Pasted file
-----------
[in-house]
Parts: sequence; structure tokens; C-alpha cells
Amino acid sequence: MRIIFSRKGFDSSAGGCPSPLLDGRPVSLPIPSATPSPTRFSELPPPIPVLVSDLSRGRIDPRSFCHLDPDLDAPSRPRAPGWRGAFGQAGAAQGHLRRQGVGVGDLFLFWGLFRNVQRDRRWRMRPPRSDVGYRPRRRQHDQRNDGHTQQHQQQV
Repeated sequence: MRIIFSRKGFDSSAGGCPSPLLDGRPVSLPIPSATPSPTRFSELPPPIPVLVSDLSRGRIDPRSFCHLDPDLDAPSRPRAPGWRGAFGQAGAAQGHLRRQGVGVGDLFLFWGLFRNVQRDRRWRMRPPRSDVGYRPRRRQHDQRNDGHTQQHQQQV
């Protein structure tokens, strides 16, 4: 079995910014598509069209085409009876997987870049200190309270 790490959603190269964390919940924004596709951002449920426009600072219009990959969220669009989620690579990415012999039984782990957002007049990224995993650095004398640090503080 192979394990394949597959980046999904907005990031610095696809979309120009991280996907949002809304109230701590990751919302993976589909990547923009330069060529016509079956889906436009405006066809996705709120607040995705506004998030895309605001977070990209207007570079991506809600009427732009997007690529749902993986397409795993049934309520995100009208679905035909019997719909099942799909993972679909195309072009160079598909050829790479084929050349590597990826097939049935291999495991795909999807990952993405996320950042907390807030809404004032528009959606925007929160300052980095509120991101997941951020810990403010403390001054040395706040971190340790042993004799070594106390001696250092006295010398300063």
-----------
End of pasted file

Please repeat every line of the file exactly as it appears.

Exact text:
[in-house]
Parts: sequence; structure tokens; C-alpha cells
Amino acid sequence: MRIIFSRKGFDSSAGGCPSPLLDGRPVSLPIPSATPSPTRFSELPPPIPVLVSDLSRGRIDPRSFCHLDPDLDAPSRPRAPGWRGAFGQAGAAQGHLRRQGVGVGDLFLFWGLFRNVQRDRRWRMRPPRSDVGYRPRRRQHDQRNDGHTQQHQQQV
Repeated sequence: MRIIFSRKGFDSSAGGCPSPLLDGRPVSLPIPSATPSPTRFSELPPPIPVLVSDLSRGRIDPRSFCHLDPDLDAPSRPRAPGWRGAFGQAGAAQGHLRRQGVGVGDLFLFWGLFRNVQRDRRWRMRPPRSDVGYRPRRRQHDQRNDGHTQQHQQQV
């Protein structure tokens, strides 16, 4: 079995910014598509069209085409009876997987870049200190309270 790490959603190269964390919940924004596709951002449920426009600072219009990959969220669009989620690579990415012999039984782990957002007049990224995993650095004398640090503080 192979394990394949597959980046999904907005990031610095696809979309120009991280996907949002809304109230701590990751919302993976589909990547923009330069060529016509079956889906436009405006066809996705709120607040995705506004998030895309605001977070990209207007570079991506809600009427732009997007690529749902993986397409795993049934309520995100009208679905035909019997719909099942799909993972679909195309072009160079598909050829790479084929050349590597990826097939049935291999495991795909999807990952993405996320950042907390807030809404004032528009959606925007929160300052980095509120991101997941951020810990403010403390001054040395706040971190340790042993004799070594106390001696250092006295010398300063």